By the way, those early times can be scrutinized in more depth by looking at the timeline of the Thomas Gardner of Salem page on Wikipedia (50 per page, from the start - 10 Jan 2010). As well, though, the elapse of the first year's time and the effort during that period allowed sufficient understanding to start the backbone series and other things related to opinion.

The other time of greater, than normal activity, was last summer (Jul, Aug, Sep) which saw efforts at studying content management issues, plus discussion of research leading to the TEG papers. That little bit of time indicates that winter months do not correlate, necessarily, to larger output on the web. But, then, last year had the most posts.

Remarks: Modified: 04/27/2015 

04/27/2015 -- What is not seen in this count are the Remarks put into posts. In some cases, they are pointers from an earlier post to a later post. In other cases, they contain additional information. This post has examples of both (Historical genealogy) types of Remarks. In one blog, the Remark content is several multiples of the original post.

Tuesday, April 7, 2015

Sourced timeline for barque Bostonian

The article is done and submitted for review. An appendix is being posted below to encourage further research and discussion.

Gardiner, ME and Gardiner, OR are named for the same family. ME is named for Dr. Silvester. OR is named for the grandson of Dr. Silverster's cousin.

Who? Henry D. Gardiner. His barque, the Bostonian, shipwrecked on the OR coast in 1850.

An article (see TEG, v 35, n 2; The Gardner Annals, v II, n 1), for which the below image is the appendix, will be published soon with the details about H.D. and his brother, C.F.

barque Bostonian, Timeline
Remarks: Modified: 04/07/2015 

04/07/2015 --

Friday, April 3, 2015

Richard III and Gardner

Before we get to the subject, let's do a review. King Richard III of England was reburied on March 26, 2015. His remains were found on September 5, 2012 after careful analysis suggested where to begin a search. Because of genealogical work that had been done in 2004 to find descendants of Richard's sister, a DNA test was possible which confirmed that the remains were, indeed, Richard's.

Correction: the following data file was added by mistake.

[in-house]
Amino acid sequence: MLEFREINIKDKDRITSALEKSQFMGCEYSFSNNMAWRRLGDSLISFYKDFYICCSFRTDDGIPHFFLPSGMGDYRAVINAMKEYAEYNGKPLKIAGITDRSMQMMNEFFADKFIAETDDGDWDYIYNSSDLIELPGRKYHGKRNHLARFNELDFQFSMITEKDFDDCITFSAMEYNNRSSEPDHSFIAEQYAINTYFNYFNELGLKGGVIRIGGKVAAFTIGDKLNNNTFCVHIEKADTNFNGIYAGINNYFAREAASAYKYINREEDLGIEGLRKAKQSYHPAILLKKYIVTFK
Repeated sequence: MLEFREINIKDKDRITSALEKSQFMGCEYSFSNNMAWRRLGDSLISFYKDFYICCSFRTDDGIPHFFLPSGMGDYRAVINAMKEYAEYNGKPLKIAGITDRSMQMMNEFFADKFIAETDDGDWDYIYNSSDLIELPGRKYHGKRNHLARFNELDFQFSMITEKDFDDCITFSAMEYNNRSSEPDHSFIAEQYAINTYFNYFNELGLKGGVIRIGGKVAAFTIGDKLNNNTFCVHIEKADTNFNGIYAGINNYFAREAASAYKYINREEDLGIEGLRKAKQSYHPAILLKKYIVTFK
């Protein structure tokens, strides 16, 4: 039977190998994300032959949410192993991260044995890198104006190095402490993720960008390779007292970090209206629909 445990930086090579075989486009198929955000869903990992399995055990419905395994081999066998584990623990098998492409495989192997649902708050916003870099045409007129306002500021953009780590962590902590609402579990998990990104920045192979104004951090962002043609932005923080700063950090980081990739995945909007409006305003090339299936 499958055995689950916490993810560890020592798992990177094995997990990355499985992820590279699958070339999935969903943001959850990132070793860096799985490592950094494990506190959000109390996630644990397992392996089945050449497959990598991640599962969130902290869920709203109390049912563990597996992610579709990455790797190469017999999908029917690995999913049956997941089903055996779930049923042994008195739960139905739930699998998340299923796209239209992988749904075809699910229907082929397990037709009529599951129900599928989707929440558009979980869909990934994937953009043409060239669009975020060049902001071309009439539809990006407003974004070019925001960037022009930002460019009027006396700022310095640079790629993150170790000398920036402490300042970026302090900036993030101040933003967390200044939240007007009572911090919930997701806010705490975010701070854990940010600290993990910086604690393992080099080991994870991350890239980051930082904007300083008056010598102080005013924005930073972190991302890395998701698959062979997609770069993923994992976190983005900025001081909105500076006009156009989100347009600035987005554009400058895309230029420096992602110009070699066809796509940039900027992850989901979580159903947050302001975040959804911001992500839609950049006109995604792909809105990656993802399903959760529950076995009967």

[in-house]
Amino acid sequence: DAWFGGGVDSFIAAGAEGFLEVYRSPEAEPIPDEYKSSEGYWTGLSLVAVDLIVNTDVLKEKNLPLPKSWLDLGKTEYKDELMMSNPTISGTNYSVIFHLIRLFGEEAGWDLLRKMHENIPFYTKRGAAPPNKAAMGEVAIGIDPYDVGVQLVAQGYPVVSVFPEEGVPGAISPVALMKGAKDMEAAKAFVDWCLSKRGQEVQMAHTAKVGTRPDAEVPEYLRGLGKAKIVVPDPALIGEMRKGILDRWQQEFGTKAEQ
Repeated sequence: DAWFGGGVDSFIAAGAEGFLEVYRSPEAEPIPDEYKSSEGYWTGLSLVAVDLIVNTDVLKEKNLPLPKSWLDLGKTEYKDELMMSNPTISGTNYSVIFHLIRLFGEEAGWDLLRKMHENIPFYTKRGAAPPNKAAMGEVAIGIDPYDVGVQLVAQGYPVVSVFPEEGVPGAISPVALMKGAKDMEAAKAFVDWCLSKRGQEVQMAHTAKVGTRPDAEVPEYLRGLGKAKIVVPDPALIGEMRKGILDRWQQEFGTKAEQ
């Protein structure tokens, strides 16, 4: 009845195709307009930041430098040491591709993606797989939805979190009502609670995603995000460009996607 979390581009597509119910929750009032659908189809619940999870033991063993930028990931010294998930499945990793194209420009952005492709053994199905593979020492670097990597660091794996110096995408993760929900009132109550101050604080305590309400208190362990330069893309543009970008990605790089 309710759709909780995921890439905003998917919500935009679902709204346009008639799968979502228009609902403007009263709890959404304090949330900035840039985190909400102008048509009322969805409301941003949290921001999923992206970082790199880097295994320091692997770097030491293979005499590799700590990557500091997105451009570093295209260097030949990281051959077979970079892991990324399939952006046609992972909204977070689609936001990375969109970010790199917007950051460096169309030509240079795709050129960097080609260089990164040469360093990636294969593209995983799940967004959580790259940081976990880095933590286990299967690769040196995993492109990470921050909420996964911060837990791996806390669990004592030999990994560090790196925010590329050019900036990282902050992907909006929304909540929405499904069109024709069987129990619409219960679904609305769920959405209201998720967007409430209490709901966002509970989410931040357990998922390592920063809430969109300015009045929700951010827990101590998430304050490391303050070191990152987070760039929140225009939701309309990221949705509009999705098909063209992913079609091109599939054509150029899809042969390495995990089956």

This discovery, as would be expected, raised a lot of interest. Who else was related to Richard and how? To descendants of early (and later) immigrants, this type of research means a lot since some of the early entrants did have a documented past. As well, claims of all sorts have appeared on the scene.

So, a moment like this allows a review of what is known and not. As well, we can take a re-look at methods and their findings (to wit, NEHGS on the subject which was posted at the TGS FB site). In the case of the Thomas Gardner descendants, times like this help with motivating, hopefully, the necessary work to collect and to catalog all that has been written.

Some of that work might be exploring the use of modern techniques. To boot, though, these times renew the hope that more substantive material will be forthcoming (to wit, the Thomas and Margaret marriage notice).

--- The question? Did a Gardner knock Richard III on the head?

Before early 2013, there was a page on Wikipedia with the title of "William Gardner (knight)." It told the story of William who killed Richard III and who later married Helen Tudor. Then, their son was Stephen Gardiner who was said to be an ancestor of the Thomas of the TGS, Inc.'s concern. That page was taken down in February 2013 (the delete vote and comments); the main criticism was that the story was of a conflated figure.

Along with the "William Gardner (knight)" page, there was a Wyllyam Gardynyr (get it? Welch-izing the name) who was the same person written up in a story. These pages were there for awhile as I first ran across them in 2010 (when first getting started with the "Thomas Gardner (planter)" page). With the discovery of the remains, though, the discussions quickened (see Richard III Talk page).